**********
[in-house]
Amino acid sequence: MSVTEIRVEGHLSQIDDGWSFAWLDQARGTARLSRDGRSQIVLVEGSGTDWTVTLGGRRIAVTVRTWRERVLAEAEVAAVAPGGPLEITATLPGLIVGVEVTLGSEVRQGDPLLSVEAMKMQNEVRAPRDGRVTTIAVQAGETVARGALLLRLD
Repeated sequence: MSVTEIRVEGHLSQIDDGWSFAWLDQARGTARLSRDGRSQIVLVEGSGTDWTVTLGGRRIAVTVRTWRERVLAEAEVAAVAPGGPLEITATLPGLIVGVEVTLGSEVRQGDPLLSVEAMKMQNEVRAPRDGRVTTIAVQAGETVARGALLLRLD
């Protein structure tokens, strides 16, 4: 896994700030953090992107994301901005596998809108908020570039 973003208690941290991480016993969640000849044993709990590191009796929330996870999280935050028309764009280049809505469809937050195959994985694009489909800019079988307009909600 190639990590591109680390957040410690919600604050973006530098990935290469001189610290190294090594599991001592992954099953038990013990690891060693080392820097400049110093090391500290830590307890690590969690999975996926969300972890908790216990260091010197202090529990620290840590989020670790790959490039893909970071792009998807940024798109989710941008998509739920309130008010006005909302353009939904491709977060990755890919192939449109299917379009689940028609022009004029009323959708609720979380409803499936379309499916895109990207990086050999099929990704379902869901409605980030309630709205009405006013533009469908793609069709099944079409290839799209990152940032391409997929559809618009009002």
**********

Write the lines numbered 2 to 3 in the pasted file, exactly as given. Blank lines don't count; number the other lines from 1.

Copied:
Amino acid sequence: MSVTEIRVEGHLSQIDDGWSFAWLDQARGTARLSRDGRSQIVLVEGSGTDWTVTLGGRRIAVTVRTWRERVLAEAEVAAVAPGGPLEITATLPGLIVGVEVTLGSEVRQGDPLLSVEAMKMQNEVRAPRDGRVTTIAVQAGETVARGALLLRLD
Repeated sequence: MSVTEIRVEGHLSQIDDGWSFAWLDQARGTARLSRDGRSQIVLVEGSGTDWTVTLGGRRIAVTVRTWRERVLAEAEVAAVAPGGPLEITATLPGLIVGVEVTLGSEVRQGDPLLSVEAMKMQNEVRAPRDGRVTTIAVQAGETVARGALLLRLD